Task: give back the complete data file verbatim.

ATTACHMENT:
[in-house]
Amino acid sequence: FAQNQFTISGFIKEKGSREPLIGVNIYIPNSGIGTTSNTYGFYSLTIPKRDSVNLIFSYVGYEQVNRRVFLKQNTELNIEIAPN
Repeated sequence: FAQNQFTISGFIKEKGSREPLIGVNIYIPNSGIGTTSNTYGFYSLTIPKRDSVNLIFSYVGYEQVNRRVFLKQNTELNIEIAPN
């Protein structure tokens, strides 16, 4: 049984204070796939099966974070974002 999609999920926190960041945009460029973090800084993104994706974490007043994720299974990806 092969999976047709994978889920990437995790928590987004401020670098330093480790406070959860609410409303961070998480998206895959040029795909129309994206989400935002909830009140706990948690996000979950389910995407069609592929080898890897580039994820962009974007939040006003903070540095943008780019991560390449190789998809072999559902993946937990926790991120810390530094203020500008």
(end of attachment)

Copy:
[in-house]
Amino acid sequence: FAQNQFTISGFIKEKGSREPLIGVNIYIPNSGIGTTSNTYGFYSLTIPKRDSVNLIFSYVGYEQVNRRVFLKQNTELNIEIAPN
Repeated sequence: FAQNQFTISGFIKEKGSREPLIGVNIYIPNSGIGTTSNTYGFYSLTIPKRDSVNLIFSYVGYEQVNRRVFLKQNTELNIEIAPN
């Protein structure tokens, strides 16, 4: 049984204070796939099966974070974002 999609999920926190960041945009460029973090800084993104994706974490007043994720299974990806 092969999976047709994978889920990437995790928590987004401020670098330093480790406070959860609410409303961070998480998206895959040029795909129309994206989400935002909830009140706990948690996000979950389910995407069609592929080898890897580039994820962009974007939040006003903070540095943008780019991560390449190789998809072999559902993946937990926790991120810390530094203020500008």